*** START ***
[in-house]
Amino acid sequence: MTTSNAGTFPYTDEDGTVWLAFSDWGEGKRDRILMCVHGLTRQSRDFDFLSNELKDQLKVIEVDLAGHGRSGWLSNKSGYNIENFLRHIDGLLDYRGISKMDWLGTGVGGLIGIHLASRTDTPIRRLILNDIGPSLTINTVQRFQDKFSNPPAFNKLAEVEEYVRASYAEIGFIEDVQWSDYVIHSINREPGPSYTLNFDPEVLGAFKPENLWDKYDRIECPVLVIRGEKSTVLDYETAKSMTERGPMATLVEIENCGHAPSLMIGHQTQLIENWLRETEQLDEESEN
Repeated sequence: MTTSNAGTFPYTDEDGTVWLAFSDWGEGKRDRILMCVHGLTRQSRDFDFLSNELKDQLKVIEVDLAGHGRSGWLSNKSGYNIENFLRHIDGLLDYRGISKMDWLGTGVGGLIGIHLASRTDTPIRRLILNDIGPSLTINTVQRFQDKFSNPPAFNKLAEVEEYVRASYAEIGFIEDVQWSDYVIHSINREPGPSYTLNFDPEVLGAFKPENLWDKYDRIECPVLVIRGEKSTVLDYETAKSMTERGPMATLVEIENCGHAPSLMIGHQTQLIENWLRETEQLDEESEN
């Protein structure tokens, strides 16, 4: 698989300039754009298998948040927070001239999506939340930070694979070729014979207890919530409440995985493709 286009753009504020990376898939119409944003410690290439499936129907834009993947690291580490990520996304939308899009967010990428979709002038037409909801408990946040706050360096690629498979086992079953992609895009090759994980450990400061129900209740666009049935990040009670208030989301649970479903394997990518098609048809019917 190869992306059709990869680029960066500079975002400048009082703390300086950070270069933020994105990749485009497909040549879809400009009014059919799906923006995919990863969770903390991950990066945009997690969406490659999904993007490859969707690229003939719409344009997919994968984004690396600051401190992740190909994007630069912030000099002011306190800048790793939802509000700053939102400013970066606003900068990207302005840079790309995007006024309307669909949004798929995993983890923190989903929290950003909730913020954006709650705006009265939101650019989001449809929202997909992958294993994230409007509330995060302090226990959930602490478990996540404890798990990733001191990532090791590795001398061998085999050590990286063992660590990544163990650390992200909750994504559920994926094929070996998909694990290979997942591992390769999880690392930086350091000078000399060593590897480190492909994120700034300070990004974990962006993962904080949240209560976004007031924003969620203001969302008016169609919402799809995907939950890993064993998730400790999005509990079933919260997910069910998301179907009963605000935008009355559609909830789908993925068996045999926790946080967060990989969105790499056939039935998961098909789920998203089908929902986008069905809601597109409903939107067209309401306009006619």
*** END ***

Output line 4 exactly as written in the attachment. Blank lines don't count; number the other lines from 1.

């Protein structure tokens, strides 16, 4: 698989300039754009298998948040927070001239999506939340930070694979070729014979207890919530409440995985493709 286009753009504020990376898939119409944003410690290439499936129907834009993947690291580490990520996304939308899009967010990428979709002038037409909801408990946040706050360096690629498979086992079953992609895009090759994980450990400061129900209740666009049935990040009670208030989301649970479903394997990518098609048809019917 190869992306059709990869680029960066500079975002400048009082703390300086950070270069933020994105990749485009497909040549879809400009009014059919799906923006995919990863969770903390991950990066945009997690969406490659999904993007490859969707690229003939719409344009997919994968984004690396600051401190992740190909994007630069912030000099002011306190800048790793939802509000700053939102400013970066606003900068990207302005840079790309995007006024309307669909949004798929995993983890923190989903929290950003909730913020954006709650705006009265939101650019989001449809929202997909992958294993994230409007509330995060302090226990959930602490478990996540404890798990990733001191990532090791590795001398061998085999050590990286063992660590990544163990650390992200909750994504559920994926094929070996998909694990290979997942591992390769999880690392930086350091000078000399060593590897480190492909994120700034300070990004974990962006993962904080949240209560976004007031924003969620203001969302008016169609919402799809995907939950890993064993998730400790999005509990079933919260997910069910998301179907009963605000935008009355559609909830789908993925068996045999926790946080967060990989969105790499056939039935998961098909789920998203089908929902986008069905809601597109409903939107067209309401306009006619």